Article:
Newspapers have been rife with opinions and editorials expressing various solutions to meeting California’s future water needs and with the discussions about potential problems associated with groundwater pumping.
Editors from the Monterey Herald have mounted a strong call to the Monterey public, soliciting their support of a $300 million desalination plant in Marina proposed by California American Water Co. (Cal Am) and scheduled to open in June 2018. They acknowledge the cost but argue that are not many potential alternatives.
Under a cease and desist order from the State Water Resources Control Board, Cal Am must reduce its pumping from the Carmel River by 70% by the end of 2016—meaning, in effect, the region will lose 70% of its water supply.
This proposed project follows multiple failed attempts to launch a joint regional desalination plant and is itself jeopardized by a local ballot measure on the June 3, 2014 ballot. Measure O, which will ask those residing in the Monterey Peninsula Water Management District whether the district to look into taking public ownership of Cal Am’s water system.
Rep. Tom McClintock (R–CA) emphasizes the need the water storage capacity. McClintock decries President Obama’s $1 billion climate change study and the Delta tunnels proposal because neither gets to the heart of the problem and advocates abolishing the state’s environmental regulations that prevents capturing and storing as much water as possible.
Discussions about groundwater include a prediction of groundwater as the next major source of water policy conflict and solutions to address the problems associated with drawing down groundwater tables.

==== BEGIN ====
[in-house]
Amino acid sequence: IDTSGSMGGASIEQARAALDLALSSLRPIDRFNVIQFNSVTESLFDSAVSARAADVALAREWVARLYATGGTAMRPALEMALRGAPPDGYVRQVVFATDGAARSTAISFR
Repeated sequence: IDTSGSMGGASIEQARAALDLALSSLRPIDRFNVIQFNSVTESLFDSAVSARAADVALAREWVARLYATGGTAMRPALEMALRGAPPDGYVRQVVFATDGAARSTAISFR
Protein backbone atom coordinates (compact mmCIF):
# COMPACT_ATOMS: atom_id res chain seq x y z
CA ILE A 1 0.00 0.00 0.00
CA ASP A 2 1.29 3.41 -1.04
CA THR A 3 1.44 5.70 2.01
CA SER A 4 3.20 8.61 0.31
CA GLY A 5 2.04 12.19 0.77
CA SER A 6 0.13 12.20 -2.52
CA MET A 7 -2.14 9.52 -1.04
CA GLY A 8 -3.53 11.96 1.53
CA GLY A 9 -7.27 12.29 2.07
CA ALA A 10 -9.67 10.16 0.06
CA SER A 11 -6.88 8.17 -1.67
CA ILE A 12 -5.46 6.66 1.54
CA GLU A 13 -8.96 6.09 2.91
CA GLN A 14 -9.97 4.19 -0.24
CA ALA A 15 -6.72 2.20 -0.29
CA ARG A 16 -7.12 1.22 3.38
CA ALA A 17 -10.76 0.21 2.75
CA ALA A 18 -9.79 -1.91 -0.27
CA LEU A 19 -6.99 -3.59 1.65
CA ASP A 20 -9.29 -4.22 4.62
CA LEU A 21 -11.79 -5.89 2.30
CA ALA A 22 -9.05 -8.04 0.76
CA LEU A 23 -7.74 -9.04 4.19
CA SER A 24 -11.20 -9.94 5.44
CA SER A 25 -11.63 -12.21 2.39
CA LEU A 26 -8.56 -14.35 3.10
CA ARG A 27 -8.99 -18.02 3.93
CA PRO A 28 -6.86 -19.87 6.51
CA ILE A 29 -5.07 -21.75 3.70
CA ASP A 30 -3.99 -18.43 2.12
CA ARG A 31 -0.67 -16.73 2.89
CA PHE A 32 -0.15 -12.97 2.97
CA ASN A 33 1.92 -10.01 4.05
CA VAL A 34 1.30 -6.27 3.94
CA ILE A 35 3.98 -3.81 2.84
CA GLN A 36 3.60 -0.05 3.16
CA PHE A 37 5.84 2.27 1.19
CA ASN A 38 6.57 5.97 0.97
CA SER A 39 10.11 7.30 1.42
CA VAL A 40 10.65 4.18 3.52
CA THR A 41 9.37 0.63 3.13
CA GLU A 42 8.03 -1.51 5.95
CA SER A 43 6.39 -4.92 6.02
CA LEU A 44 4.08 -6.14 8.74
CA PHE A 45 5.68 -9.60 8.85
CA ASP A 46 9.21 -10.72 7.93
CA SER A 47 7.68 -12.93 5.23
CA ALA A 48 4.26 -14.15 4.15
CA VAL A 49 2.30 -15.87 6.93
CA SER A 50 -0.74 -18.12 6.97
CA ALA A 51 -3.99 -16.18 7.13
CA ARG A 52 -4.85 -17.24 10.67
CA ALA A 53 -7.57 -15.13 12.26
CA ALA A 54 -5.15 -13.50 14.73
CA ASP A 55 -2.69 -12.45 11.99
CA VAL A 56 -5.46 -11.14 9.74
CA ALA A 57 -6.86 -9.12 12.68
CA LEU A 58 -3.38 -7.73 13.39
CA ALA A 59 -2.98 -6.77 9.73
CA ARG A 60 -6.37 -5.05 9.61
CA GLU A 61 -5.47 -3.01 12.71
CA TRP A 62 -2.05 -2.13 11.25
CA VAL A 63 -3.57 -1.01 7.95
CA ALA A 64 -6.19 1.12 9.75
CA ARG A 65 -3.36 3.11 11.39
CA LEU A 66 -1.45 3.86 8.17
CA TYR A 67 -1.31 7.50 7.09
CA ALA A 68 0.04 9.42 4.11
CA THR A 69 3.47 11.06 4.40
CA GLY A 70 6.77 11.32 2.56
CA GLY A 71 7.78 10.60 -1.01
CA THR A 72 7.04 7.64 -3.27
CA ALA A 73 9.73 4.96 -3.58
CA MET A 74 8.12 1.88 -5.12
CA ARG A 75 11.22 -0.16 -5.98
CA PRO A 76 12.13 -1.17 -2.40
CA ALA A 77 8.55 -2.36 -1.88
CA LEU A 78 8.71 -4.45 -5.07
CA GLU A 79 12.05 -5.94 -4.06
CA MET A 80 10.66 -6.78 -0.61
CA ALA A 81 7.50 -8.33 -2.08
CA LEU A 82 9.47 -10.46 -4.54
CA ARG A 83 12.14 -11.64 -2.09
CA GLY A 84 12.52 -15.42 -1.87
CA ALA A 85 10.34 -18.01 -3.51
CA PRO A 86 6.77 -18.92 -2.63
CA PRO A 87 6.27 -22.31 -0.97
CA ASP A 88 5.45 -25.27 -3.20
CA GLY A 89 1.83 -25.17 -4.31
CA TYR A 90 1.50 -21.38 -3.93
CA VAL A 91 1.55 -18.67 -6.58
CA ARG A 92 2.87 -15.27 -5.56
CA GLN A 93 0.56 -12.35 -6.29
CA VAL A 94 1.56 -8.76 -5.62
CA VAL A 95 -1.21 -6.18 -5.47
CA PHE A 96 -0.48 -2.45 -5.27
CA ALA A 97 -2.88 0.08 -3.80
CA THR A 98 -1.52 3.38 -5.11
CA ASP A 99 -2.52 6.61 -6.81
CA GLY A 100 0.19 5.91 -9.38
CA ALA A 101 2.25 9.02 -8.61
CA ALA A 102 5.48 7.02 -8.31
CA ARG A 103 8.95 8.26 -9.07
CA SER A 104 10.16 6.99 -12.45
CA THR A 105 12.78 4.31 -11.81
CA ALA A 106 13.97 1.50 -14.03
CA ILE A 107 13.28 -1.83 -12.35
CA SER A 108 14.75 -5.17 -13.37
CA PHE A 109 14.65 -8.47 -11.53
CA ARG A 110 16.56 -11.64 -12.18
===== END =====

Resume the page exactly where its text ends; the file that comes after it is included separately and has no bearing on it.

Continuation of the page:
Columnist Thomas Elias projects that groundwater will be the next stage of water wars in California. Problems associated with groundwater use, including land subsidence, the resulting problem of upsetting systems, and introduction of brackish water into freshwater aquifers give legislators something to latch onto in order to demonstrate their commitment to solving contemporary issues. But regulating groundwater is likely to stir great controversy and pushback among farmers and water districts.
The state’s groundwater is supply is huge, but due to the drought, demand is ballooning—especially in the Central Valley. Meral advocates a “pump-and-trade” system that would allow for responsible use of groundwater while avoiding unappealing alternatives such as lengthy litigation processes to adjudicate the groundwater, state regulation of the resources, or taxes on groundwater withdrawals.
The Editorial Board of the San Jose Mercury News supports the Association of California Water Agencies’ (ACWA) solution to addressing groundwater overdraft and consequent land subsidence, which includes modeling two practices that have been standard in Santa Clara County for 50 years.
The practices will be controversial because they involve imposing a tax and regulating withdrawals. A pump tax would give water agencies revenue to put water back in the ground during wet years. Regulation of withdrawals would be triggered with land begins to sink.
The board declares ACWA’s proposal to be “a real breakthrough” and punts the issue to legislature to turn it into reality.
Written by Marta Weismann & Stratecon staff